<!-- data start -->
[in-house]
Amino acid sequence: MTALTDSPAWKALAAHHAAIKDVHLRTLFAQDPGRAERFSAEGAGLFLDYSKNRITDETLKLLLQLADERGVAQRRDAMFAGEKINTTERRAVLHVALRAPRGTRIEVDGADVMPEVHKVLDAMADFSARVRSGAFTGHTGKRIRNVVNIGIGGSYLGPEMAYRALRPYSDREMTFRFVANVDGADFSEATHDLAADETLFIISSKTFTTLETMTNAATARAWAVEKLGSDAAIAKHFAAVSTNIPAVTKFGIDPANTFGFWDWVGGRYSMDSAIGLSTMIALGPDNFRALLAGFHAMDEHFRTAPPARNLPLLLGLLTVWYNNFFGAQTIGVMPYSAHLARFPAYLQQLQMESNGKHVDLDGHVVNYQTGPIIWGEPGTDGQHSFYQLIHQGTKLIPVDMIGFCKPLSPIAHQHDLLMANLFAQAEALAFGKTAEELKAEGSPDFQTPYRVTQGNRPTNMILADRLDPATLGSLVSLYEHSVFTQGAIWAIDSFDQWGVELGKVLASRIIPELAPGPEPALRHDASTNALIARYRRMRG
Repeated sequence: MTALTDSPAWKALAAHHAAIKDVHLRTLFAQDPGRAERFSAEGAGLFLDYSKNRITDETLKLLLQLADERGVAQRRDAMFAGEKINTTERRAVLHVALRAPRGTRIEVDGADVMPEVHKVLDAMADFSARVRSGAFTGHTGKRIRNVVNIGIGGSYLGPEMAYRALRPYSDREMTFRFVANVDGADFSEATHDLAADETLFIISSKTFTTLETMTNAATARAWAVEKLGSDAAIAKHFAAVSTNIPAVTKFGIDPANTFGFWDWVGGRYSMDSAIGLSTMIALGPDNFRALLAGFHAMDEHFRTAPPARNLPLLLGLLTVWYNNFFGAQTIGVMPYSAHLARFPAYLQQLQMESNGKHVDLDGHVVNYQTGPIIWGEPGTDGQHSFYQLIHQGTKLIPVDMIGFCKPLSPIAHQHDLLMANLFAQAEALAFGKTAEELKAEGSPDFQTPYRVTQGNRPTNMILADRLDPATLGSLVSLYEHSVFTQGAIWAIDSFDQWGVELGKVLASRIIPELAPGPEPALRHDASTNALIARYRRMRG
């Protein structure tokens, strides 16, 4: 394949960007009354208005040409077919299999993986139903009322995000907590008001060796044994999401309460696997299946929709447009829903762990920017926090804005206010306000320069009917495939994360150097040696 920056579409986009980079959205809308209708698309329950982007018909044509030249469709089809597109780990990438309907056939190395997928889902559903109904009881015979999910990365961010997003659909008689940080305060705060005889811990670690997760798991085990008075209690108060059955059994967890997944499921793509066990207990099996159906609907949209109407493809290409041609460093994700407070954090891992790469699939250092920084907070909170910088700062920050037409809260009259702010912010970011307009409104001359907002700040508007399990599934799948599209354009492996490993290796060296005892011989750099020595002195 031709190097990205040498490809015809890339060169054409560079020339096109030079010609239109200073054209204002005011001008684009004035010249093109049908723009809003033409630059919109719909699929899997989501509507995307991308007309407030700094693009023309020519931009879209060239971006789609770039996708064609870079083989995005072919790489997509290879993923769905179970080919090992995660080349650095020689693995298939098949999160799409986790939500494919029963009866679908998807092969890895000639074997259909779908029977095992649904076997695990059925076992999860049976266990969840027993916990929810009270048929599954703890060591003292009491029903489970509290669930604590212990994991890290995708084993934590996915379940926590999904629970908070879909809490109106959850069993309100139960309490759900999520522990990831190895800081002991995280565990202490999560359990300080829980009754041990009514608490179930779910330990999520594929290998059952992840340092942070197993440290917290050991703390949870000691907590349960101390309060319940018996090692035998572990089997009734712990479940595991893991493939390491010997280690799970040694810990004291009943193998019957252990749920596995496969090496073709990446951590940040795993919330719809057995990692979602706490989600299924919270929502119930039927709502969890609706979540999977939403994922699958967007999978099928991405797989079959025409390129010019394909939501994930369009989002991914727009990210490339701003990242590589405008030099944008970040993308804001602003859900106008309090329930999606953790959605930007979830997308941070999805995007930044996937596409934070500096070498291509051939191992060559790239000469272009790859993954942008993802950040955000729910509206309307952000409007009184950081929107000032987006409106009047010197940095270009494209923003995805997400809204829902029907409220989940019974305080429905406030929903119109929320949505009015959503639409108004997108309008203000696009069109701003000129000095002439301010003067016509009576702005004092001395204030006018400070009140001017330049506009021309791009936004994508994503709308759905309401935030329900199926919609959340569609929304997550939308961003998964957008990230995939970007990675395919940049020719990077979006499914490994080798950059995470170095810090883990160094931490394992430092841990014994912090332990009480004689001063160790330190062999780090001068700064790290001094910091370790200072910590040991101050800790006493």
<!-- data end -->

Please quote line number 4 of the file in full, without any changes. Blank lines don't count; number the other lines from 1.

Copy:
């Protein structure tokens, strides 16, 4: 394949960007009354208005040409077919299999993986139903009322995000907590008001060796044994999401309460696997299946929709447009829903762990920017926090804005206010306000320069009917495939994360150097040696 920056579409986009980079959205809308209708698309329950982007018909044509030249469709089809597109780990990438309907056939190395997928889902559903109904009881015979999910990365961010997003659909008689940080305060705060005889811990670690997760798991085990008075209690108060059955059994967890997944499921793509066990207990099996159906609907949209109407493809290409041609460093994700407070954090891992790469699939250092920084907070909170910088700062920050037409809260009259702010912010970011307009409104001359907002700040508007399990599934799948599209354009492996490993290796060296005892011989750099020595002195 031709190097990205040498490809015809890339060169054409560079020339096109030079010609239109200073054209204002005011001008684009004035010249093109049908723009809003033409630059919109719909699929899997989501509507995307991308007309407030700094693009023309020519931009879209060239971006789609770039996708064609870079083989995005072919790489997509290879993923769905179970080919090992995660080349650095020689693995298939098949999160799409986790939500494919029963009866679908998807092969890895000639074997259909779908029977095992649904076997695990059925076992999860049976266990969840027993916990929810009270048929599954703890060591003292009491029903489970509290669930604590212990994991890290995708084993934590996915379940926590999904629970908070879909809490109106959850069993309100139960309490759900999520522990990831190895800081002991995280565990202490999560359990300080829980009754041990009514608490179930779910330990999520594929290998059952992840340092942070197993440290917290050991703390949870000691907590349960101390309060319940018996090692035998572990089997009734712990479940595991893991493939390491010997280690799970040694810990004291009943193998019957252990749920596995496969090496073709990446951590940040795993919330719809057995990692979602706490989600299924919270929502119930039927709502969890609706979540999977939403994922699958967007999978099928991405797989079959025409390129010019394909939501994930369009989002991914727009990210490339701003990242590589405008030099944008970040993308804001602003859900106008309090329930999606953790959605930007979830997308941070999805995007930044996937596409934070500096070498291509051939191992060559790239000469272009790859993954942008993802950040955000729910509206309307952000409007009184950081929107000032987006409106009047010197940095270009494209923003995805997400809204829902029907409220989940019974305080429905406030929903119109929320949505009015959503639409108004997108309008203000696009069109701003000129000095002439301010003067016509009576702005004092001395204030006018400070009140001017330049506009021309791009936004994508994503709308759905309401935030329900199926919609959340569609929304997550939308961003998964957008990230995939970007990675395919940049020719990077979006499914490994080798950059995470170095810090883990160094931490394992430092841990014994912090332990009480004689001063160790330190062999780090001068700064790290001094910091370790200072910590040991101050800790006493």